|Client||Infrastructure Consortium for Africa (ICA)|
|Service(s)||Review & Evaluation, Strategy & Finance|
The Infrastructure Consortium for Africa (ICA), established in 2005, is a platform for donors to cooperate and coordinate efforts to support national and regional infrastructure development in Africa. Its members include the G8, World Bank Group, African Development Bank Group (AfDB), European Commission (EC), European Investment Bank (EIB) and the Development Bank of Southern Africa (DBSA). Other development partners – including development finance institutions and private sector – are also invited to participate in ICA meetings.
In 2011, during the French G20 Presidency, it was agreed that the ICA would expand from a G8 platform to a G20 platform – in order to bring major infrastructure investors together around a common agenda of infrastructure development on the African continent. The G20, following a review by its High Level Panel (HLP) on infrastructure in 2011, wished to strengthen the support provided to project preparation for infrastructure in Africa. At the time, it was estimated that there were over 60 project preparation facilities (PPFs) serving the continent, although the HLP identified a critical need to improve the effectiveness of PPFs – and potentially through consolidation.
In line with this, the G20 – in consultation with the Multilateral Development Bank (MDB) Working Group on Infrastructure – requested that the ICA commission an assessment of existing project preparation facilities in Africa, which would build on a stocktaking exercise previously completed by CEPA (the ICA Project Preparation User Guide). The ICA commissioned CEPA to conduct this assessment, which included providing a performance review of individual PPFs and making recommendations for coordinating and restructuring the different facilities.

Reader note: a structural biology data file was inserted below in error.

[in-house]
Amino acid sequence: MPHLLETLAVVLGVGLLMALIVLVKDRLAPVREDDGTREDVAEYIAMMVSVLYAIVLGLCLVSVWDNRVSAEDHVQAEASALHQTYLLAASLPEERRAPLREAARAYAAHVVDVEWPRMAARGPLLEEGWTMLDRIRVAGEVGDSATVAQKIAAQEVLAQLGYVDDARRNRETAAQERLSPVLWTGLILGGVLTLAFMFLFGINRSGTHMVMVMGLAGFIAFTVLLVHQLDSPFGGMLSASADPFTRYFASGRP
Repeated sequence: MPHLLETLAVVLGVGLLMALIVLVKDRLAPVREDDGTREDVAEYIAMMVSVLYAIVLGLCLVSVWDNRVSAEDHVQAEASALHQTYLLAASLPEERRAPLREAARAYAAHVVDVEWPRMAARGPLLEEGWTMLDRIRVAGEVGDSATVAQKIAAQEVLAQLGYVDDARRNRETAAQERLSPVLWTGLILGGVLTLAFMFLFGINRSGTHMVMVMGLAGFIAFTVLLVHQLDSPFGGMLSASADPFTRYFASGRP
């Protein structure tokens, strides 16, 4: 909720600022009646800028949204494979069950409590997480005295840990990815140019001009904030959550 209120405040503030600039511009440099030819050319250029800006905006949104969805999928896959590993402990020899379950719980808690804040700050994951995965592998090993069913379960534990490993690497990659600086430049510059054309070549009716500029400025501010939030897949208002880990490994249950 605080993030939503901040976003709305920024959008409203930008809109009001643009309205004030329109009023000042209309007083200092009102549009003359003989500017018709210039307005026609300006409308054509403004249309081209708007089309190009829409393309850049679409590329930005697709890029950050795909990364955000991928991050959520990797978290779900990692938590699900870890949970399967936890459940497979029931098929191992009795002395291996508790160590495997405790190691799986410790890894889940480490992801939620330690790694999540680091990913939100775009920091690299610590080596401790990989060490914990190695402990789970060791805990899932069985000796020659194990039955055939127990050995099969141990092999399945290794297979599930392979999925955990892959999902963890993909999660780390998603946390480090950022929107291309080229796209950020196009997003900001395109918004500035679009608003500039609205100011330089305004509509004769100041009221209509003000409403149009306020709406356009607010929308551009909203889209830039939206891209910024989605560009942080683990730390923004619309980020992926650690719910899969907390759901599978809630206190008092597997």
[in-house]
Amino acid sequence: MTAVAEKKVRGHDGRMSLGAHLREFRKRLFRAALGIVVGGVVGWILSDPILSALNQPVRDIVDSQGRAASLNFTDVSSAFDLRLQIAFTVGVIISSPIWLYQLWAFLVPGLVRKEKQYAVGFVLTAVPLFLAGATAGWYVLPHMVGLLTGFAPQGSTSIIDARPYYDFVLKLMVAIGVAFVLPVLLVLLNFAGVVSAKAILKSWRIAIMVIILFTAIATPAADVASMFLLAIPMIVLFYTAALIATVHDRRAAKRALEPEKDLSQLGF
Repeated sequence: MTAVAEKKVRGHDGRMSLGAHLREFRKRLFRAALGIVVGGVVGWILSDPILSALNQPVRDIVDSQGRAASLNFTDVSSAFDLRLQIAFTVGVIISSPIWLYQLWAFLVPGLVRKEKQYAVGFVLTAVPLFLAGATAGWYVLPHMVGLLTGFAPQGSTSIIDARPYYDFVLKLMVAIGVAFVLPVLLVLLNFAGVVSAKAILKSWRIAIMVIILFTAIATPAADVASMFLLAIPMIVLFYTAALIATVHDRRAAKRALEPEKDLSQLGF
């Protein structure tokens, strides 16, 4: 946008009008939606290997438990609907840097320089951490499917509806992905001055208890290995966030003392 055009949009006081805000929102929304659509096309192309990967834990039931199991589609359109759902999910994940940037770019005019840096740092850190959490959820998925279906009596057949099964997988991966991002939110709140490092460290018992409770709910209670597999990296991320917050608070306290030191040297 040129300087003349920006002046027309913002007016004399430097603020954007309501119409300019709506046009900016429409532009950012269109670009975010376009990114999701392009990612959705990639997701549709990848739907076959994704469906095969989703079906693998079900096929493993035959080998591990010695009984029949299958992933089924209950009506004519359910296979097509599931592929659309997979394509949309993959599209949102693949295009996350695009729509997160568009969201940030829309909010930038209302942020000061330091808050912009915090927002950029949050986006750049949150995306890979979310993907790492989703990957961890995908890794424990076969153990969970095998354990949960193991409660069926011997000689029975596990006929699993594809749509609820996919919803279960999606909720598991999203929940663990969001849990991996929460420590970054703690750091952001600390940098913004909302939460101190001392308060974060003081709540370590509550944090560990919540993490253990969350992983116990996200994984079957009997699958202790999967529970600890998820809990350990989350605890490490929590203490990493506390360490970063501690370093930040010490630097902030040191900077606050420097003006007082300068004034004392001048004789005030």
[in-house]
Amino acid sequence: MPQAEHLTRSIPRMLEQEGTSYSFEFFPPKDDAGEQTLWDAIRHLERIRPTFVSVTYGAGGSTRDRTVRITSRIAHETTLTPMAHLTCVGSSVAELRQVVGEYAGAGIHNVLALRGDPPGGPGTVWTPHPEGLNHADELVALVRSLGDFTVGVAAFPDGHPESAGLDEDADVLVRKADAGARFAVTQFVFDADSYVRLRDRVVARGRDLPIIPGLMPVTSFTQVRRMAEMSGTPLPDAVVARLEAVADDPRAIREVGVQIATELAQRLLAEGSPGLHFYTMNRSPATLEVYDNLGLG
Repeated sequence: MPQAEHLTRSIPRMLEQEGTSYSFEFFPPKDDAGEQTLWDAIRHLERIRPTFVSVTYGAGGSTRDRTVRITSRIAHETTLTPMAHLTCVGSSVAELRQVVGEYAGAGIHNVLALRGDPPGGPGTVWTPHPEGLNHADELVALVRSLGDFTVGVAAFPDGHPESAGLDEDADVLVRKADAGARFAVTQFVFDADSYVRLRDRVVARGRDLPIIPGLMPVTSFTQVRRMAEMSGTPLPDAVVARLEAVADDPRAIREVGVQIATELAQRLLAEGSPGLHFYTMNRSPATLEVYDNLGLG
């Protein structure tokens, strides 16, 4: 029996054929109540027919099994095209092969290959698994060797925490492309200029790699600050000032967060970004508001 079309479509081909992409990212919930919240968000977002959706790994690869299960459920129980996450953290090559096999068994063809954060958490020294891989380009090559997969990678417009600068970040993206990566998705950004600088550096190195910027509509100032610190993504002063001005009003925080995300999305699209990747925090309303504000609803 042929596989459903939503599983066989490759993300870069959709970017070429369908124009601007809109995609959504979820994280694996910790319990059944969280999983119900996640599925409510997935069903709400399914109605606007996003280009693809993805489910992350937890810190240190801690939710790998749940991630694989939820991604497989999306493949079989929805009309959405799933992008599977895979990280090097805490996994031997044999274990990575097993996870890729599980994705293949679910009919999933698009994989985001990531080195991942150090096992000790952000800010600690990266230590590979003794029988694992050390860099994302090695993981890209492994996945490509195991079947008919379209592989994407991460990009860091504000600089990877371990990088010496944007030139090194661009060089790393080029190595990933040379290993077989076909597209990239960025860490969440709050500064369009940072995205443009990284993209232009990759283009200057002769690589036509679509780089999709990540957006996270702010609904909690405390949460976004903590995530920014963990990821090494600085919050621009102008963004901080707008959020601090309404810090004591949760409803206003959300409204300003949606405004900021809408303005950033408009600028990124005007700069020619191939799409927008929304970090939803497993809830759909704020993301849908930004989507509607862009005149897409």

Initially, building on work previously conducted by ICA, CEPA identified up to 67 potential sources of funding for project preparation – including national public-private partnership (PPP) units. However, more detailed analysis conducted over the course of the project, revealed a core group of 17 project preparation facilities – of which 12 were operational at the time of the assignment. These facilities supported a range of public and PPP projects. CEPA also identified other potential sources of infrastructure project preparation funding including donor programmes, technical assistance programmes, credit advance facilities and bilateral trust funds.
CEPA assessed the infrastructure project preparation landscape in Africa and the role of PPFs within this. Detailed surveys were sent to the individual PPFs and consultations were held to assess each facility against a range of parameters, and on as comparable a basis as possible. Further, while the main focus of the assignment was to explore the efficiency of existing PPFs, the assignment also considered wider strategic issues raised by MDBs hosting PPFs such as the need to streamline procurement policies and the option to allow for regional IDA allocations to be used for project preparation purposes.
Ultimately, the analysis identified several issues relating to specific PPFs that needed to be addressed going forward; in addition to providing a strategic perspective on the distinctive role of individual PPFs in addressing Africa’s project preparation challenge. The exercise revealed that despite project preparation funding being relatively limited in absolute terms, the nature of PPFs’ grant funding results in them having a much higher degree of flexibility than other sources of project preparation funding. Further, to be more efficient and effective, there should be much more coordination among PPFs, their hosting institutions, and the wider donor architecture going forwards.Throughout the assignment, the CEPA team was active in presenting the assessment’s results in a number of high-profile donor fora – including presenting at the ICA Annual General Meeting, as well as the CEPA results being presented at the G20 Development Working Group in Bali, Indonesia. The Final Report was published in February 2013.